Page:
"You heard the other three Defendants get on the stand and tell you they had never been convicted of a felony. They do this in order to prove that they are fit subjects for probation."

Appellant's objection was:

"Judge, I'm going to object to this, his going into forbidden grounds, and he knows it."

The court overruled this objection, whereupon the prosecutor resumed his argument as follows:

"You will not—and I don't believe there is a probation form in the verdict form for Hawkins, so you're not to even—"

Appellant again objected on the ground that "this is illegal—" whereupon the court sustained the objection and instructed the jury "to disregard all of this" but overruled a motion for a mistrial.

The sole contention of appellant in his original brief and in his motion for rehearing as to this argument is that "the innuendo argument as to the prior convictions of appellant was wholly outside of the record and highly prejudicial and inflammatory."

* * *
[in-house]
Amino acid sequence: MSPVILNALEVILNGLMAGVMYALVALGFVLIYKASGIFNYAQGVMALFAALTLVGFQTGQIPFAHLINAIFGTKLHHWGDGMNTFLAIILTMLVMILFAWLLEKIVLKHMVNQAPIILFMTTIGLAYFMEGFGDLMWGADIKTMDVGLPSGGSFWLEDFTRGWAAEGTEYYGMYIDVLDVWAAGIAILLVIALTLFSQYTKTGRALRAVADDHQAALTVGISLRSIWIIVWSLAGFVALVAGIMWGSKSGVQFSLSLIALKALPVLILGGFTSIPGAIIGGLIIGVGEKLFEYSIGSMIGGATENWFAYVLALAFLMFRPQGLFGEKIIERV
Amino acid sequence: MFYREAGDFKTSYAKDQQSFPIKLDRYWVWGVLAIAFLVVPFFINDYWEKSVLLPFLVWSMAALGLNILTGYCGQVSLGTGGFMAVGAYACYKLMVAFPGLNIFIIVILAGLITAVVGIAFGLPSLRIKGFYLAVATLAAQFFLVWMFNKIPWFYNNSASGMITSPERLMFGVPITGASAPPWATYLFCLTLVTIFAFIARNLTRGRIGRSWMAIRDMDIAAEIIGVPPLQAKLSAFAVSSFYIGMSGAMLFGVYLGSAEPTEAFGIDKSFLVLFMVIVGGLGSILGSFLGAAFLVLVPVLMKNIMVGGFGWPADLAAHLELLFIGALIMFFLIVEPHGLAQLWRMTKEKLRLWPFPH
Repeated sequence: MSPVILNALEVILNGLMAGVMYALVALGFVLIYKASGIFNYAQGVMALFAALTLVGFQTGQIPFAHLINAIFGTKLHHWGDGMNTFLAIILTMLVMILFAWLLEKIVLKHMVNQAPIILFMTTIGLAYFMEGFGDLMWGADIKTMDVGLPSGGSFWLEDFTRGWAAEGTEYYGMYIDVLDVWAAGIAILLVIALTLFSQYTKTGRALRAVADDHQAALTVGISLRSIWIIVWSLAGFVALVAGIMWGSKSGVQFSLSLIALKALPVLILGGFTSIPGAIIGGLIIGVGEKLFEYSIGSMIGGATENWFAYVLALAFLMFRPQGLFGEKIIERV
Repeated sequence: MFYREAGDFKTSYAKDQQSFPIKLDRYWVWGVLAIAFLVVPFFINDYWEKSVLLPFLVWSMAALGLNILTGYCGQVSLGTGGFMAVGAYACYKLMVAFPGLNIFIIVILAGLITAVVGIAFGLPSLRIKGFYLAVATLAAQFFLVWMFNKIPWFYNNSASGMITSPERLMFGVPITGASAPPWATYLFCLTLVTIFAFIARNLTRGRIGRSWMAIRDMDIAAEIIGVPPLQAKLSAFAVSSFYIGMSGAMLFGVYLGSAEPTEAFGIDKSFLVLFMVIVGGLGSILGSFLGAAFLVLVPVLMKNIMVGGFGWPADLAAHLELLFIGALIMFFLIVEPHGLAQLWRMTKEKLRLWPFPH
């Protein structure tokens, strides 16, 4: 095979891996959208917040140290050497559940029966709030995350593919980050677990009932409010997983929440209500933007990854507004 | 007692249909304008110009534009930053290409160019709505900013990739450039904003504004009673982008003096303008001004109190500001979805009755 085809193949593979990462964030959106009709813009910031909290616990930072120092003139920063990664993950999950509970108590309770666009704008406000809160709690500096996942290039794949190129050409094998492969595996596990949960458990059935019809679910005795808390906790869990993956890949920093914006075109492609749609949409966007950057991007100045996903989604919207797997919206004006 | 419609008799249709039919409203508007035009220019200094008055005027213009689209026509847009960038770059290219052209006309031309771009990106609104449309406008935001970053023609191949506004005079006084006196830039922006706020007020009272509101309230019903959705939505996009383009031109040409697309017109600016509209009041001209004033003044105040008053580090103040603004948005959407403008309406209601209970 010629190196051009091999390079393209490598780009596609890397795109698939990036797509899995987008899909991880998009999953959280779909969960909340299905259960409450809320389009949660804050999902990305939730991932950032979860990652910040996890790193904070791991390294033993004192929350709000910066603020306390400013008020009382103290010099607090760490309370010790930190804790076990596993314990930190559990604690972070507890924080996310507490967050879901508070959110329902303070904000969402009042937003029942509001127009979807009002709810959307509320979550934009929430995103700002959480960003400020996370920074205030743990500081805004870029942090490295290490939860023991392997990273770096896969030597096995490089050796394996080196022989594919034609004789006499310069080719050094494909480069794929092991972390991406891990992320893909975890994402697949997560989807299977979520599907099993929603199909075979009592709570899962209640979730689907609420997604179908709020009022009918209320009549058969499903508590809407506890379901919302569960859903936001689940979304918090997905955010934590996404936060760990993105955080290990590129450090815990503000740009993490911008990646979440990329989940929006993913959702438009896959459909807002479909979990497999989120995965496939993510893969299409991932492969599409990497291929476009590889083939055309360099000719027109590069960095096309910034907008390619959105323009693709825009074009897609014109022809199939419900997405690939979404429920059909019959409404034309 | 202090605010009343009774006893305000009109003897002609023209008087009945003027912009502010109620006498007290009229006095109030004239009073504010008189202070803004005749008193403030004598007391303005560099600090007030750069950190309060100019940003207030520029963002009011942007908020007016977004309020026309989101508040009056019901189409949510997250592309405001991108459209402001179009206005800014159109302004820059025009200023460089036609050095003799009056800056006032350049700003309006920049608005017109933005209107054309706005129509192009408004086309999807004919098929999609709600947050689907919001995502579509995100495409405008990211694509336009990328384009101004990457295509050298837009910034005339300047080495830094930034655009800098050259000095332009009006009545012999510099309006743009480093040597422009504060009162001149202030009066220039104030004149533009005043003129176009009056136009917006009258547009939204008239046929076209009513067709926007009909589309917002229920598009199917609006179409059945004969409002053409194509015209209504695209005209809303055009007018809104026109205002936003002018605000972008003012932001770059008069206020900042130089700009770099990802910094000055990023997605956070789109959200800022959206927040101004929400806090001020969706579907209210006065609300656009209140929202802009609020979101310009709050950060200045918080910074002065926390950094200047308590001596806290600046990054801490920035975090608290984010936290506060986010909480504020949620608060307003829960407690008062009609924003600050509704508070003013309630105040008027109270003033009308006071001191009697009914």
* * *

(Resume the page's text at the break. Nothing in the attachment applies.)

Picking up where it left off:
This was a joint trial of four defendants. The other three defendants had each filed a motion for probation, and had each testified at the punishment stage so as to qualify for consideration of probation. The judge had instructed the jury on the requirements for probation. Appellant had not filed any such motion and had not testified.

While it may be argued that the prosecutor's statements may have been calculated to lead the jury to infer that appellant had been previously convicted of a felony, the statements, under the circumstances, do not reflect reversible error. They merely told the jury what it already knew from the evidence and the judge's charge. The trial court's instruction to the jury to disregard the prosecutor's comments was sufficient to protect appellant's rights. See Barrientez v. State, Tex.Cr. App., 487 S.W.2d 97; Terry v. State, Tex.Cr.App., 481 S.W.2d 870.

The motion for rehearing is overruled.

Opinion approved by the Court.